By Bill Spadea

The old saying is that if you can make it in New York, you can make it anywhere. This couldn’t apply more to the world of comedy. Comic legends like Jerry Seinfeld and Chris Rock came through the ranks in our great city, playing to crowds at the Upper East Side Comic Strip Live. It’s a place with tables and seats so close together you might say they were sharing the stage with the performers. There’s even an iconic brick wall behind the performers. I had never been to the Comic Strip Live before being invited to participate in a contest called New York’s Funniest Reporter. What’s funny about it is I’m not a reporter nor am I known to be very funny. I’m kind of the straight talk guy who hosts morning radio and mixes it up with reporters on our late night TMZ-style show on Fox 5, Chasing News.

It’s intimidating for the novice comic heading up to a stage where the mic sits alone on a stand in the center. When it’s crowded, it’s hard to navigate around the tables. If you’re making them laugh, it’s hard to hear the wait staff taking drink orders. If you’re not, well that’s another story.

I am not a comic. Nor do I play one on TV. But I did catch the performance bug a few months ago leading me to that famed stage at Comic Strip Live. And now I’m hooked. My journey leading me to the iconic scene on the Upper East Side started with two muffins. That’s right! I met up with comedian Tommy Johnagin, and I asked him if people approach him regularly with material for his routine. “Street jokes? Yes, I get them all the time.” After I had asked him if any stood out, he shared with me the classic which would lead me to the stage in our great city. The Muffin Joke. It’s a terrible joke (if you can even call it a joke). It’s only a few lines, and I loved it. I took it on stage with my first performance and got a standing five count from the audience. No kidding. It was exhilarating. I learned from that moment that part of comedy was building up tension and then relieving the pressure with a punch line—or the admission that a joke bombed.

Coming off stage after the Muffin Joke, Vinnie told me that the hardest part of comedy was handling a crowd that didn’t react. “You’ve got that down pat,” Vinnie explained barely holding back the smile. Now try this. He told me a joke about a talking dog. I walked back up for the next round and told the joke. Laughter ensued. I got this.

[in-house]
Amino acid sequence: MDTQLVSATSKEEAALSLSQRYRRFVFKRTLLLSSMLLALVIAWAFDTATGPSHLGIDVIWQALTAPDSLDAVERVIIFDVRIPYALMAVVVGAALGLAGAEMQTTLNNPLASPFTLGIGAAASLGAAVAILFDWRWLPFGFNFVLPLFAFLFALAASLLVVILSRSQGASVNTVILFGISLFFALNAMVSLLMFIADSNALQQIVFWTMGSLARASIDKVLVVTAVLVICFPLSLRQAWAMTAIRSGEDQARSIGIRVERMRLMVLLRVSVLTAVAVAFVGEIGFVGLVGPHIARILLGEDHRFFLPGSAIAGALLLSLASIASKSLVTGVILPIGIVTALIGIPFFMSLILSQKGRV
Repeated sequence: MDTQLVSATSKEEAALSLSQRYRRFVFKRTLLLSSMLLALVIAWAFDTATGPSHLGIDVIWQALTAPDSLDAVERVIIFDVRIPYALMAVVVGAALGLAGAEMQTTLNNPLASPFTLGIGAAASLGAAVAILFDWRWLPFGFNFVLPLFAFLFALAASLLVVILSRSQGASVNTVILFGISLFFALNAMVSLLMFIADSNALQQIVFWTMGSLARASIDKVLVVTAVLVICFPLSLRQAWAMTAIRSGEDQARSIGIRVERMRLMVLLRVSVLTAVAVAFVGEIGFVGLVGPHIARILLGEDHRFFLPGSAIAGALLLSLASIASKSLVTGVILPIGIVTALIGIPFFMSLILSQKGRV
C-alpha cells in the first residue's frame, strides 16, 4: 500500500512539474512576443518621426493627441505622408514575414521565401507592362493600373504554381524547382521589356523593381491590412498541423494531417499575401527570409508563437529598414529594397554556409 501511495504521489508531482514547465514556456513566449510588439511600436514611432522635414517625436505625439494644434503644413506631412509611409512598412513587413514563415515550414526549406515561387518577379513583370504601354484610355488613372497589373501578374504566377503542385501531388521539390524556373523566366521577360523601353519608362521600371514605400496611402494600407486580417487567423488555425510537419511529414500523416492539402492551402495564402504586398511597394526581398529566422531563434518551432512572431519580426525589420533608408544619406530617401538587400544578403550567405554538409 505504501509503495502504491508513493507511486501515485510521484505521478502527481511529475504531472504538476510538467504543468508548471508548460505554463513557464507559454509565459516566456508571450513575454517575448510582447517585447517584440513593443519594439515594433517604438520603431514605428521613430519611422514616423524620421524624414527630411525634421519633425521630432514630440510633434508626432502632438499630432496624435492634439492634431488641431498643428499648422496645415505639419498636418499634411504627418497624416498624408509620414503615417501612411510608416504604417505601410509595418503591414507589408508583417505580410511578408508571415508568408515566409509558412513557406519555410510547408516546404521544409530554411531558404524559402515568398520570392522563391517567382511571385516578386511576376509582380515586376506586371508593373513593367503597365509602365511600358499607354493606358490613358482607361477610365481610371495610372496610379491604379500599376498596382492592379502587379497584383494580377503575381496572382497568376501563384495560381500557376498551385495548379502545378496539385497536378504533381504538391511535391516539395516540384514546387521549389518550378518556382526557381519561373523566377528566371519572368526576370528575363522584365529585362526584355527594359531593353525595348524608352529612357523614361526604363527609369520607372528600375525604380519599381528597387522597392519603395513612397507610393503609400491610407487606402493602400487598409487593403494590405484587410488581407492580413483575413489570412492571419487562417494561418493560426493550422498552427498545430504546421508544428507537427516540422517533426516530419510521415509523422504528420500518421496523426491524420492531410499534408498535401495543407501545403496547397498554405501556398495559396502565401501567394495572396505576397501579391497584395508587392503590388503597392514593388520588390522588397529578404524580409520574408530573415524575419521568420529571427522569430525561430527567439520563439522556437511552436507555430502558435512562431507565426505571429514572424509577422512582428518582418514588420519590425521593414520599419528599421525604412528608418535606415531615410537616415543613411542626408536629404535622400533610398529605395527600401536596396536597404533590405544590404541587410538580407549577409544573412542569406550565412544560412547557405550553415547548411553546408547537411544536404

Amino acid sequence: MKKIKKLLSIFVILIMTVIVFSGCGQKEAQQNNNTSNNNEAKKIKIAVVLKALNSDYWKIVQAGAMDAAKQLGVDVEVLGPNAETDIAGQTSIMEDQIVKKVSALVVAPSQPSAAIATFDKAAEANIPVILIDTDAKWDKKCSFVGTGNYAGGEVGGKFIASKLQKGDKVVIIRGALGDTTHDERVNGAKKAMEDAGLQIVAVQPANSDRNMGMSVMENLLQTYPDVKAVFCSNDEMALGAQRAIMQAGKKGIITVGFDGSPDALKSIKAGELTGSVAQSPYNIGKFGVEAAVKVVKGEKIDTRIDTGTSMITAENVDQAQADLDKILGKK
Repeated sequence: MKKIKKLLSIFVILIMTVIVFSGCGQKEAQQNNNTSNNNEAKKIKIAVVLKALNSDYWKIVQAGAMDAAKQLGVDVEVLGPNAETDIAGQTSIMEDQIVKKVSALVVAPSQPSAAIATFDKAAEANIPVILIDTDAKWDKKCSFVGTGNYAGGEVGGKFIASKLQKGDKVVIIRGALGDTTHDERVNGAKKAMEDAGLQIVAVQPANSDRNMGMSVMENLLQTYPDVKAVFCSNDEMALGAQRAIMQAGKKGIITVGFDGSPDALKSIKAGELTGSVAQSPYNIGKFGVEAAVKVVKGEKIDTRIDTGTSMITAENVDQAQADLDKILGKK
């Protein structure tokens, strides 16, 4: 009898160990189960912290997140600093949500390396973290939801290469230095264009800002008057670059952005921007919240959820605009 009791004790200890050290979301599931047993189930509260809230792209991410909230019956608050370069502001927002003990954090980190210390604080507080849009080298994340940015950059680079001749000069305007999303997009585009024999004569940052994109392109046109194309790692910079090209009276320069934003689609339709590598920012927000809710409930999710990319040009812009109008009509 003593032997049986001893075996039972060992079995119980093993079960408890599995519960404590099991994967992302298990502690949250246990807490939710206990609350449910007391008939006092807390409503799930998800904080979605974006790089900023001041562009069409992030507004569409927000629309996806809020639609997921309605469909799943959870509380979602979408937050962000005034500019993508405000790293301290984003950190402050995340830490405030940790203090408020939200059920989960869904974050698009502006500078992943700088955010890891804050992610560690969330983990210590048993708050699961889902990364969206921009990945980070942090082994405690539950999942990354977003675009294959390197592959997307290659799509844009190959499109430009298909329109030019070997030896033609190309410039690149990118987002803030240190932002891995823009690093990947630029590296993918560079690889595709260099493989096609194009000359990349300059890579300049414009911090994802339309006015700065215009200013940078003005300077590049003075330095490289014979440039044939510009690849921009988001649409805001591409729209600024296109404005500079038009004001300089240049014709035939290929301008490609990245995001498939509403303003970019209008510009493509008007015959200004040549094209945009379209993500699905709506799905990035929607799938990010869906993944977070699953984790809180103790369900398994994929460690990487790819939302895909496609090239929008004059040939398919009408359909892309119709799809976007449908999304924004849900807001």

It was soon after that Vinnie and my friend and podcast co-host, Jay Black pushed me to write some jokes based on my personal experiences. I’ve got a big head (seriously it’s how I got my TV job). I’m not always aware of what I’m saying in public, I inadvertently have insulted a few people, plus I work out at three in the morning. All the ingredients for some fun and slightly off color humor to engage the audience. I wrote a few minutes of material and pretty soon I’m performing on stage and learning timing and the rhythm of storytelling with punch lines.

Let me tell you—it’s hard. My job of radio talk show host and TV host is easy by comparison. Comics are up there all alone. No editing. No commercial breaks. Nothing. Just you and the judgment of the audience. And judge they do. Now I get cut a little slack for sure when people show up because of one of my broadcasts. But what about the comics who are entirely dependent and need to get the critical invitation back?

At Comic Strip Live, they call themselves a “Right of Passage” for new comics. They’re right. The bottom line is there’s a balance between making the comic earn the laughter and not treating them like trash. The first rule is no pity laughing. It doesn’t help the comic fine tune their material. And they know! Don’t heckle... don’t boo. And, please, stay off your phone. But as New Yorkers, you’ve got to make them earn it. Only laugh if what they are saying is funny. There’s a comedy club in just about every corner of New York. Check them out. Don’t always look for the famous headliners. You’ll be surprised as to how many new comics are hilarious. Get them while you can still get a seat—for under $20. See you on stage soon.

Bill Spadea is the top-rated morning drive host in New Jersey on NJ 101.5 FM as well as the Ringleader/Host on Chasing News which airs weeknights on FOX 5 and My9 in New York. Before he got into TV and radio, he was a successful real estate executive, political strategist and served in the U.S. Marine Corps Reserves. Spadea graduated Boston University and has been married to his wife Jodi for 22 years. They have two kids and live in Princeton, NJ.

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